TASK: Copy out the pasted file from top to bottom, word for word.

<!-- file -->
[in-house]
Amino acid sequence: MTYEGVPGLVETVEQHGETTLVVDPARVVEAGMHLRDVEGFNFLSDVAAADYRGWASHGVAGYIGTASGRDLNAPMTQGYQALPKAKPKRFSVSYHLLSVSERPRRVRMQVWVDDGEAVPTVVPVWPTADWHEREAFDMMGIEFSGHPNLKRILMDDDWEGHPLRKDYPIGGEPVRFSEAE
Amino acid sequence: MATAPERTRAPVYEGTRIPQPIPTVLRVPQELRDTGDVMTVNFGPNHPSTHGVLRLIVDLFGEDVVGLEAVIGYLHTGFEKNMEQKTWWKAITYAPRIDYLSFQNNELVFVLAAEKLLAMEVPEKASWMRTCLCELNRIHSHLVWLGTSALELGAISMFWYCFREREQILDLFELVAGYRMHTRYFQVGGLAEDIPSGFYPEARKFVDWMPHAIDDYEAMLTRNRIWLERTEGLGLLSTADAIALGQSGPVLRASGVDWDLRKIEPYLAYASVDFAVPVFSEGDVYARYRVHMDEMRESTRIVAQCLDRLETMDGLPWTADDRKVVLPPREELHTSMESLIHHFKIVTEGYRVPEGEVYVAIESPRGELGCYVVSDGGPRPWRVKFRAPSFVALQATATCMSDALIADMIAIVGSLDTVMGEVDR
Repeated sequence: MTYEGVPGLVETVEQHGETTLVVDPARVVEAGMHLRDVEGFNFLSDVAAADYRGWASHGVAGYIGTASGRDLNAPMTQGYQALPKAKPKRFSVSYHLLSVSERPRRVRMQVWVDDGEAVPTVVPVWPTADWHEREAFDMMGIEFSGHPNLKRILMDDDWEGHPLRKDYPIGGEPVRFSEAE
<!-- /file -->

[in-house]
Amino acid sequence: MTYEGVPGLVETVEQHGETTLVVDPARVVEAGMHLRDVEGFNFLSDVAAADYRGWASHGVAGYIGTASGRDLNAPMTQGYQALPKAKPKRFSVSYHLLSVSERPRRVRMQVWVDDGEAVPTVVPVWPTADWHEREAFDMMGIEFSGHPNLKRILMDDDWEGHPLRKDYPIGGEPVRFSEAE
Amino acid sequence: MATAPERTRAPVYEGTRIPQPIPTVLRVPQELRDTGDVMTVNFGPNHPSTHGVLRLIVDLFGEDVVGLEAVIGYLHTGFEKNMEQKTWWKAITYAPRIDYLSFQNNELVFVLAAEKLLAMEVPEKASWMRTCLCELNRIHSHLVWLGTSALELGAISMFWYCFREREQILDLFELVAGYRMHTRYFQVGGLAEDIPSGFYPEARKFVDWMPHAIDDYEAMLTRNRIWLERTEGLGLLSTADAIALGQSGPVLRASGVDWDLRKIEPYLAYASVDFAVPVFSEGDVYARYRVHMDEMRESTRIVAQCLDRLETMDGLPWTADDRKVVLPPREELHTSMESLIHHFKIVTEGYRVPEGEVYVAIESPRGELGCYVVSDGGPRPWRVKFRAPSFVALQATATCMSDALIADMIAIVGSLDTVMGEVDR
Repeated sequence: MTYEGVPGLVETVEQHGETTLVVDPARVVEAGMHLRDVEGFNFLSDVAAADYRGWASHGVAGYIGTASGRDLNAPMTQGYQALPKAKPKRFSVSYHLLSVSERPRRVRMQVWVDDGEAVPTVVPVWPTADWHEREAFDMMGIEFSGHPNLKRILMDDDWEGHPLRKDYPIGGEPVRFSEAE